Researchers have learned use of a human voice when communicating online leads to much higher user satisfaction ratings than impersonal communication.

“There is great value in using a human voice when communicating and developing good relationships with the public,” said Hyojung Park, a doctoral candidate at the Missouri School of Journalism. “Perceptions of relationships with an organization seem to be significantly more favorable when the organization’s social networking page has a human presence rather than an organizational presence.

“Levels of trust, commitment, and satisfaction from users all appear to be positively affected by the use of the human voice in social media.”

Researchers presented participants with mock social media websites of large, pre-existing for-profit and nonprofit organizations, complete with user comments and direct responses from the organizations’ public relations representatives.

The user comments ranged in tones from positive to negative and neutral. Some social media sites included the name and picture of the organization representative with their messages, while other social media sites only included an organizational presence on their sites with no names or pictures.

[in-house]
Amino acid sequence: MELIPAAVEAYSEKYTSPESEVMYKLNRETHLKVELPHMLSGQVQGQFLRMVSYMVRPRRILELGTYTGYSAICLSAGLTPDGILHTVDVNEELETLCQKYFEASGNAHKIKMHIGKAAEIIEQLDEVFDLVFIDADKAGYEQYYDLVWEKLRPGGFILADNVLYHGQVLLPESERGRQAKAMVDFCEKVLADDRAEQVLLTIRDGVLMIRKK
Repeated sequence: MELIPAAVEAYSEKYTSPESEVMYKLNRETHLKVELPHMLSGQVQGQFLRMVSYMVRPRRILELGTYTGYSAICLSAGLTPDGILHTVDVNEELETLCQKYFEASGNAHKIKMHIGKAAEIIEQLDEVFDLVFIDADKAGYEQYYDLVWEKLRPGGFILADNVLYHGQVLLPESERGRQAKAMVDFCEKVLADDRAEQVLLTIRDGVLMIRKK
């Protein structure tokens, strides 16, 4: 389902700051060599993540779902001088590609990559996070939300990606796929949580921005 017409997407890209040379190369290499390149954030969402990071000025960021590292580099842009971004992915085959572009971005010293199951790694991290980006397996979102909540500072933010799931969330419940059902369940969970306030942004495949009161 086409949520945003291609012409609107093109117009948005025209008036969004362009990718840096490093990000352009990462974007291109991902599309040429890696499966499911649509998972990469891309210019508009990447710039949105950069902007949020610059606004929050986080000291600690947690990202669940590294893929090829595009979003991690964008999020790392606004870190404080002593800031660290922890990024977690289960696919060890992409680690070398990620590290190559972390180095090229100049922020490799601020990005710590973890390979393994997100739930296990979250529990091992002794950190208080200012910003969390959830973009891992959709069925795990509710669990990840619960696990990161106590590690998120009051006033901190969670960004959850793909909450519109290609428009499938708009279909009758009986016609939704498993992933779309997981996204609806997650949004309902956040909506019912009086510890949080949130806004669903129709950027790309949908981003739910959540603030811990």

Observational research determined that participants perceived social media websites with a conversational human voice much more positively than those with only an organizational presence online.

The researchers also found that for-profit organizations were more likely to be perceived as using a conversational human voice than were the nonprofit organizations.

Park believes using human voice on social media can generate important emotions within the receiving community.

“Communicating in a human voice adds a sense of personal and sociable human contact to the interaction with the public,” Park said. “We have evidence that perceived conversational human voice may promote trust, satisfaction, and commitment in relationships between an organization and the public, which in turn results in favorable behavioral intentions toward an organization.”

She said this study provides a fundamental building block to help practitioners and scholars better understand how social media can be used to manage relationships.

Source: University of Missouri